By the second morning out of their ‘safe’ pen AGAIN, they had knocked over pot plants, dug out some bromeliads, destroyed the ground covers and shat all over the verandah. Enough! In my nightie, sitting in the dirt, I sewed a piece of shade cloth to the fence and the gate to a height of about 60cm, chased them all in again and went off to work.
Sunday, October 31, 2010
Tuesday, October 26, 2010
Friday, October 22, 2010
Monday I had spent the previous day moving all the winter clothes to the furthest corner of the wardrobe and inspecting my summer clothes. Spring brings new challenges to our self esteem in the realisation that our bodies are a year older. Where did those bingo arms come from? How did my mother’s cellulite suddenly appear on my thighs? To add to the mix, brilliant sunshine shows off the newest grey highlights kindly provided by nature and children that has been hidden under a beanie for months.
Tuesday is the day our writing group meets, also the third day in a row over 20 degrees C. As I placed my bag on the floor II caught a glimpse of my ‘lizard leg’s and scrabbled around for a tube of hand cream to rub on. While under the table I noticed two sets of toes flashed fresh nail polish and that everyone was wearing sandals.
Summer clothes create their own dilemmas. Nearly all my friends admit to owning black one piece bathers for public beach displays. What about Melbourne Cup Day? Can you get away with wearing your orthopaedic shoes with a new dress with spaghetti straps? In the clothes shops I find myself perusing safe flowery crimplene – I have to slap myself soundly and quickly move away before anyone I know sees me.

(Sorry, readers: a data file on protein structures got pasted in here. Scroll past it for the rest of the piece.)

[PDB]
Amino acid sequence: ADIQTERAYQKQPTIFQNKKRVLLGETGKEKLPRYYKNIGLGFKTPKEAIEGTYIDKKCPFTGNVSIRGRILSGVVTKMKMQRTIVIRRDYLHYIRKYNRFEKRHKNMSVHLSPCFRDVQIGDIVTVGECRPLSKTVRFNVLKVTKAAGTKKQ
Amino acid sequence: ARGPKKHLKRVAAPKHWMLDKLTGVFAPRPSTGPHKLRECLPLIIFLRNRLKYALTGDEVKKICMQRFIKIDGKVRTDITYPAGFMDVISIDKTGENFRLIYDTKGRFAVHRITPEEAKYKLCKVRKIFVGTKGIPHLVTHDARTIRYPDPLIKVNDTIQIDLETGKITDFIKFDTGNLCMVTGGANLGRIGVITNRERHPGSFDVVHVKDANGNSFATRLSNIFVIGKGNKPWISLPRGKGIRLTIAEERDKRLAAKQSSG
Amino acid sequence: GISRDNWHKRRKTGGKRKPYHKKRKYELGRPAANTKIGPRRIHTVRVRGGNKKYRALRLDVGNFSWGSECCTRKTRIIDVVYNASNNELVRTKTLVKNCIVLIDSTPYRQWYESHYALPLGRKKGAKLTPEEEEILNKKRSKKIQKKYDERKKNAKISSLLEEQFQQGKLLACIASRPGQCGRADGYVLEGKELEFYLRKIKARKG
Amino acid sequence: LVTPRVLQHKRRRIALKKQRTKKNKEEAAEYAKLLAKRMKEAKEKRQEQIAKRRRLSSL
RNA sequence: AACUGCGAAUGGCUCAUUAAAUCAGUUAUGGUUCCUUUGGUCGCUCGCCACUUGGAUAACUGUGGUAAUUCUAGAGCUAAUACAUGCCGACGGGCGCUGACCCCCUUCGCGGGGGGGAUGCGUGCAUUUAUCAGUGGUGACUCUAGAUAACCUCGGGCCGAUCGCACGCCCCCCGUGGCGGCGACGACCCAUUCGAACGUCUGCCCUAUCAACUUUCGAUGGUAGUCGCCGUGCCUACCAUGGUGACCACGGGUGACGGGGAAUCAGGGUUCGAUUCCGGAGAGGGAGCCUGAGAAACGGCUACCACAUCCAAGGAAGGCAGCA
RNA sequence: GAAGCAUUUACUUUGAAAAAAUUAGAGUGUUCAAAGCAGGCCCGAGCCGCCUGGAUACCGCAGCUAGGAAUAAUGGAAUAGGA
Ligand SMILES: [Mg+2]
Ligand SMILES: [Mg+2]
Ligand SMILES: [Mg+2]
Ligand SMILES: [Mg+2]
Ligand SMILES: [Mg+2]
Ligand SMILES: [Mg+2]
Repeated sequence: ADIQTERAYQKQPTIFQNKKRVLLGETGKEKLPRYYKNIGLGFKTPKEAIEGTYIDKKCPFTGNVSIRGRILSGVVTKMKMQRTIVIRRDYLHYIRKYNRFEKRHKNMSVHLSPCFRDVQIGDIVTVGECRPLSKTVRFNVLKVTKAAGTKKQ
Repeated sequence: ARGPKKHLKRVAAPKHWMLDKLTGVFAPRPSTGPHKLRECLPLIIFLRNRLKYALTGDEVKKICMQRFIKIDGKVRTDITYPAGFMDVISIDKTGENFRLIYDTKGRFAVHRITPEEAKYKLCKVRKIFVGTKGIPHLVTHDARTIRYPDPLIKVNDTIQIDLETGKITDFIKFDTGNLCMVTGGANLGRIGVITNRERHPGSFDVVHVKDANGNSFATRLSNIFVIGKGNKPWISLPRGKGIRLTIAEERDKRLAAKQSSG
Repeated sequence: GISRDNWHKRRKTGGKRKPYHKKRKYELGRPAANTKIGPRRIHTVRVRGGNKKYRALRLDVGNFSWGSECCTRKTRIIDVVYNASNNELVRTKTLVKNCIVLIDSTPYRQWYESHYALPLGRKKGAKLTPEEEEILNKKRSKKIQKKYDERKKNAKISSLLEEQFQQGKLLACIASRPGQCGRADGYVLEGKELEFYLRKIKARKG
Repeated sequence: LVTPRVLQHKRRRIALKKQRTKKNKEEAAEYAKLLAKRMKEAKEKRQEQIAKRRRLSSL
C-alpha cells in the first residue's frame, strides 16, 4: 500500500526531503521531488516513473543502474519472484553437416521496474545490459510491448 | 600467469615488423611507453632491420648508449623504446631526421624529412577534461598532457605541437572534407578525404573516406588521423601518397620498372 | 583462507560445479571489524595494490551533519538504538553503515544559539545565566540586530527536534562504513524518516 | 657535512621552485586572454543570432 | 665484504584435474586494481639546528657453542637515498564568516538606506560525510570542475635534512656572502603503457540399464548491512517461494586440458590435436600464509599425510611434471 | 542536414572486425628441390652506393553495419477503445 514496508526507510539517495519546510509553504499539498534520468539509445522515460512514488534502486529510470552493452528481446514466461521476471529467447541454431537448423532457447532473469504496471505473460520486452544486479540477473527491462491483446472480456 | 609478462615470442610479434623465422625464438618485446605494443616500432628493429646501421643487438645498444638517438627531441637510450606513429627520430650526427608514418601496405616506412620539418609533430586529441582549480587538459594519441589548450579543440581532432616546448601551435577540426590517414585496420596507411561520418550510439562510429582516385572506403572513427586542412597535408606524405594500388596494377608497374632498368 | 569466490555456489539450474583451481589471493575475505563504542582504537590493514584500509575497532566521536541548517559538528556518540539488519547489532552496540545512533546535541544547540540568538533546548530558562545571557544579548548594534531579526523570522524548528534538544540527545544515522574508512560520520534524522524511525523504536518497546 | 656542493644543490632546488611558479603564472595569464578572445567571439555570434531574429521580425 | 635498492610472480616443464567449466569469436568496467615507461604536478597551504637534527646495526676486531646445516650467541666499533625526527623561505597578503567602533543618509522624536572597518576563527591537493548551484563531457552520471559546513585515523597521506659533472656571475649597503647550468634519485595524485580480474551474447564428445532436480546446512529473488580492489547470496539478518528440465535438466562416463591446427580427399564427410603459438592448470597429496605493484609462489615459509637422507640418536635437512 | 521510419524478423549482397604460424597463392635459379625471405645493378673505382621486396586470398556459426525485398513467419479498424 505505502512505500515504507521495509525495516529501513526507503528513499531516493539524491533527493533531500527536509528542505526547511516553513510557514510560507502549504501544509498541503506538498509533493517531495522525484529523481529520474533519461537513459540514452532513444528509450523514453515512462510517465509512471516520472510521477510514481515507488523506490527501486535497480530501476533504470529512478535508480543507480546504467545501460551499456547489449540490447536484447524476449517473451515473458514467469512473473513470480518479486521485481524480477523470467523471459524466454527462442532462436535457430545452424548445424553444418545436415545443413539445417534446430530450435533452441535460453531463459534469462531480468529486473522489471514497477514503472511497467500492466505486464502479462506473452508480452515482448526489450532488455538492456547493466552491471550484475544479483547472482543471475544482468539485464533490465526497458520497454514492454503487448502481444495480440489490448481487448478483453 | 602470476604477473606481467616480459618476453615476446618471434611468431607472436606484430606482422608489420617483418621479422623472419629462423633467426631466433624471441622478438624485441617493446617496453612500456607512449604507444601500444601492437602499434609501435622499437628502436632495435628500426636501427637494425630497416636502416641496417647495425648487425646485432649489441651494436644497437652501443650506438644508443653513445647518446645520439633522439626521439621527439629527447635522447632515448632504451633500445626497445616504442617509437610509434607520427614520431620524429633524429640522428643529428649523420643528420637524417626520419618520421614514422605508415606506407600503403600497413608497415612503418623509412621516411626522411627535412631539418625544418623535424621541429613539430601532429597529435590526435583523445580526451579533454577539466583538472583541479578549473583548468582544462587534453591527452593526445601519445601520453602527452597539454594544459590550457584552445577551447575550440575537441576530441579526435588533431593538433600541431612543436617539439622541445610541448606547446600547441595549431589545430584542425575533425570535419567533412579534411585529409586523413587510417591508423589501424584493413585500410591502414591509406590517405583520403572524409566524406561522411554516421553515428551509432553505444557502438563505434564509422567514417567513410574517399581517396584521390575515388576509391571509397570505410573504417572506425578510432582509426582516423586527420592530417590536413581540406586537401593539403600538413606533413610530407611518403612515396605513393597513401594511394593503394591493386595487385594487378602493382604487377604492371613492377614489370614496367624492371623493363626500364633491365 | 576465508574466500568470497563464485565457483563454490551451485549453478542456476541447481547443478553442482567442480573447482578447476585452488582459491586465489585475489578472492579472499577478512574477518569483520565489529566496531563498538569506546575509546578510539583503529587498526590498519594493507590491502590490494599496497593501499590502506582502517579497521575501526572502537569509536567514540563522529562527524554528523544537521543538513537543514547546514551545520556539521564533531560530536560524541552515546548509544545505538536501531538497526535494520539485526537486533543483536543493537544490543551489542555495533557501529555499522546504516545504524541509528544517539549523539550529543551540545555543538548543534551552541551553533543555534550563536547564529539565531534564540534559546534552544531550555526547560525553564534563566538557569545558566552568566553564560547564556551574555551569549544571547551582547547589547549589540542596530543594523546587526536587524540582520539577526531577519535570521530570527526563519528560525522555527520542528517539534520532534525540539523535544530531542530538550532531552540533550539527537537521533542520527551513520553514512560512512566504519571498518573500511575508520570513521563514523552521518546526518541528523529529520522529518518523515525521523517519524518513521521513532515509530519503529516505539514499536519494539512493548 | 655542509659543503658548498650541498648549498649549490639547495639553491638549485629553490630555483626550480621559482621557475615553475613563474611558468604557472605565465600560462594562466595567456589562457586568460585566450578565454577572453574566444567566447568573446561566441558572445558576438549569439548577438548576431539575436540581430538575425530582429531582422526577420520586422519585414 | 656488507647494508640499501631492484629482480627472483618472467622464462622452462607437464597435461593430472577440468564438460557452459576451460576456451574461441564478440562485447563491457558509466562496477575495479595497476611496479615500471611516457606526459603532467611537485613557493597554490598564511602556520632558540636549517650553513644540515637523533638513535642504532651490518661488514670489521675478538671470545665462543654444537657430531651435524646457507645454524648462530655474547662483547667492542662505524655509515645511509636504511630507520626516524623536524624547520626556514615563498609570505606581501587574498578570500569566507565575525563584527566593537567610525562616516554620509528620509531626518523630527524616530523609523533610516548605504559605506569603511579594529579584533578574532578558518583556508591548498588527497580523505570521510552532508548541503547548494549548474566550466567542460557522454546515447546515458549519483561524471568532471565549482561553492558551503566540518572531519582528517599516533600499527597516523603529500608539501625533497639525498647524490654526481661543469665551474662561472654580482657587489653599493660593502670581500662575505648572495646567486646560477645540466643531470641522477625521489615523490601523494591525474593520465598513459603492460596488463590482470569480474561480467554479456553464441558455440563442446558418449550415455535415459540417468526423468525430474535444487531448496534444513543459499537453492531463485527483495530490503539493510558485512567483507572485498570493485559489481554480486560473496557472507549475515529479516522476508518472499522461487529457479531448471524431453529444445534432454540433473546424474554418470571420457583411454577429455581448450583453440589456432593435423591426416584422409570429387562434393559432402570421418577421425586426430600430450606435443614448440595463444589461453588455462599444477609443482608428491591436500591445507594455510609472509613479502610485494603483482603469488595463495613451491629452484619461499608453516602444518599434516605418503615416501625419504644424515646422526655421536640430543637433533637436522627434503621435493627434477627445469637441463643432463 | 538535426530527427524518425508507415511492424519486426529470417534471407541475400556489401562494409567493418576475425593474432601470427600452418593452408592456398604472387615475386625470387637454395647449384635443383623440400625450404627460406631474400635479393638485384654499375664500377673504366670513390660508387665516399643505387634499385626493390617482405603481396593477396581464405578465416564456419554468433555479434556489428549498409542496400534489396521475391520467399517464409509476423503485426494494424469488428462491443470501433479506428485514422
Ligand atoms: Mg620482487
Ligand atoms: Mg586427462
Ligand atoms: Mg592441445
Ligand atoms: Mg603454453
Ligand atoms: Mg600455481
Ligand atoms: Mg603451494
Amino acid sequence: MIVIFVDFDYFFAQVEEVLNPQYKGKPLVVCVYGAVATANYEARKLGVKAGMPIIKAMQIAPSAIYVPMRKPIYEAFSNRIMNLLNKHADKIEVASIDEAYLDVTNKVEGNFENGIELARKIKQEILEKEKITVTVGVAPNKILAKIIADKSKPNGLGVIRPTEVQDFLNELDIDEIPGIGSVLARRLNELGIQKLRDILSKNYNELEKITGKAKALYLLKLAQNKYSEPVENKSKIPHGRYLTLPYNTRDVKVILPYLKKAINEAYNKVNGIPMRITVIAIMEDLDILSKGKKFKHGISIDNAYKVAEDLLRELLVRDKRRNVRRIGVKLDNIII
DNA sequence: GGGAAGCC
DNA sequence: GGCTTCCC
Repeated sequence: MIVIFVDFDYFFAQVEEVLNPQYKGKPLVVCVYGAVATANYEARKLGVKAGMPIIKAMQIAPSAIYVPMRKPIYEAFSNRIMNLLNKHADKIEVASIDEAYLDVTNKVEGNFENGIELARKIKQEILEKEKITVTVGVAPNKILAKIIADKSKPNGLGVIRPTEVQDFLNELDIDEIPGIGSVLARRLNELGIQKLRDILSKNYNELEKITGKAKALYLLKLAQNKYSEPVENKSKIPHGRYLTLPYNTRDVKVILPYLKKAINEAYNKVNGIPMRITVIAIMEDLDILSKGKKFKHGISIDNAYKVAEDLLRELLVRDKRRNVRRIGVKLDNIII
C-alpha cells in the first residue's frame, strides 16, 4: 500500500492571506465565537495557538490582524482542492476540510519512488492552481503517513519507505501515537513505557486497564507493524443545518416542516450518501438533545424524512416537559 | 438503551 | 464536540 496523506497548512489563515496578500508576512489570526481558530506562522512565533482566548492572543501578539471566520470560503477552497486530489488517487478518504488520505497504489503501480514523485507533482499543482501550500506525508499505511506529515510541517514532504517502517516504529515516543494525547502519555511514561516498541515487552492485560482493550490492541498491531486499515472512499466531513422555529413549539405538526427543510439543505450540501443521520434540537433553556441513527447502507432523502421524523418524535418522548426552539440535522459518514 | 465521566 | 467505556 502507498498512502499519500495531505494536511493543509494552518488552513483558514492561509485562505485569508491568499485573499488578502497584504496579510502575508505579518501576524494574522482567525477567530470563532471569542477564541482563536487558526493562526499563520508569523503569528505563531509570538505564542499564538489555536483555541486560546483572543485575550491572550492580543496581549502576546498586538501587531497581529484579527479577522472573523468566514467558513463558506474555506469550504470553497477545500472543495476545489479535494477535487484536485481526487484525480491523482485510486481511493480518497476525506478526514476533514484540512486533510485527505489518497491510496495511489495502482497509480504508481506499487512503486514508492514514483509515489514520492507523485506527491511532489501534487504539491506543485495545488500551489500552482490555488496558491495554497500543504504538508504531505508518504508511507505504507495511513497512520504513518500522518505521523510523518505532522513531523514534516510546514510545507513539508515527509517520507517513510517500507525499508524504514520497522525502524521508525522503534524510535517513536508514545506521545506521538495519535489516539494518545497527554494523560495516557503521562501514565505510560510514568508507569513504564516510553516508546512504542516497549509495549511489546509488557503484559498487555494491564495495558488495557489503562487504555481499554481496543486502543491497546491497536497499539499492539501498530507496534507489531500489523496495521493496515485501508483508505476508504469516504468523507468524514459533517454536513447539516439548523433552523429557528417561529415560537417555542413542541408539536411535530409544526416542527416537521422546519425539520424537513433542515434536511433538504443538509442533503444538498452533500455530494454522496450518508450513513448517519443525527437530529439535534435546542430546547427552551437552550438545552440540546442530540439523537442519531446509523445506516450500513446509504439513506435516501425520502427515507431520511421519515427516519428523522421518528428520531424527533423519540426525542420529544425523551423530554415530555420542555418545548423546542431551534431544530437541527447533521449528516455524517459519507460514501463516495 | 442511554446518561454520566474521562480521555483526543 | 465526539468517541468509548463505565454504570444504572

Thursday, October 14, 2010
Life has accelerated, the spring sunshine must be activating the ‘busy’ molecules.
In the last ten days I have: been helping with house moving, had lunch with visiting friends at Cullen’s, a birthday dinner at the Tav, an afternoon tea at Voyager, received news of a new baby, attended the open day for the 20th anniversary of the Margaret River Community Centre, held the first pizza gathering of the year, attended the farmer’s market, dealt with Telstra (again), walked with the girls, visited a friend with the flu and, sadly, attended a funeral. I have also been at work, made 60 jars of various creams and driven hundreds of kilometres. They are the memorable events. Most were happy ones, some frustrating, and others unbearably sad.
The list of things to do gets longer every day. What has happened to time? Is it really moving faster or is it because the world has become a chaotic and complicated place in which to live? Looking over my list, I can see that I chose to spend time with people in my life I care about. Who cares if the cobwebs still dangle from the ceiling or the bags of sheep poo still haven’t been spread?
Watching the Chilean miners appear from underground after so long, seeing the joy on the faces of their family and friends has given me heart, faith in the way we can come together to support each other in times of need and respect for those valuable connections we share. When I saw the joy on that small boys face as he saw his father after an agonising wait, I remembered that in matters of the heart, time stands still.
Each day I am grateful to wake to the sound of chickens and birdsong.
The views from all the windows are green and at night I can see the stars.
Hide your ironing in the cupboard and enjoy the moment!
Tuesday, October 12, 2010
This morning I stood and watched the bees busy in fragrant flowers and thought about the day to come.
The town gathered in a state of shock - the older to attend a familiar ritual with sad resignation, the young for an event not of of their time.
Your friends clung together to scatter petals as random as the emotions that flared in bursts of laughter, sobs and muted words of comfort. The silence between words thrummed with the feelings that brought us together in a tribute of flowers.
You were only nineteen, Grace Jasmine.
I will remember this day each time I smell that delicate scent of the white flowers with your name that grow on my fence.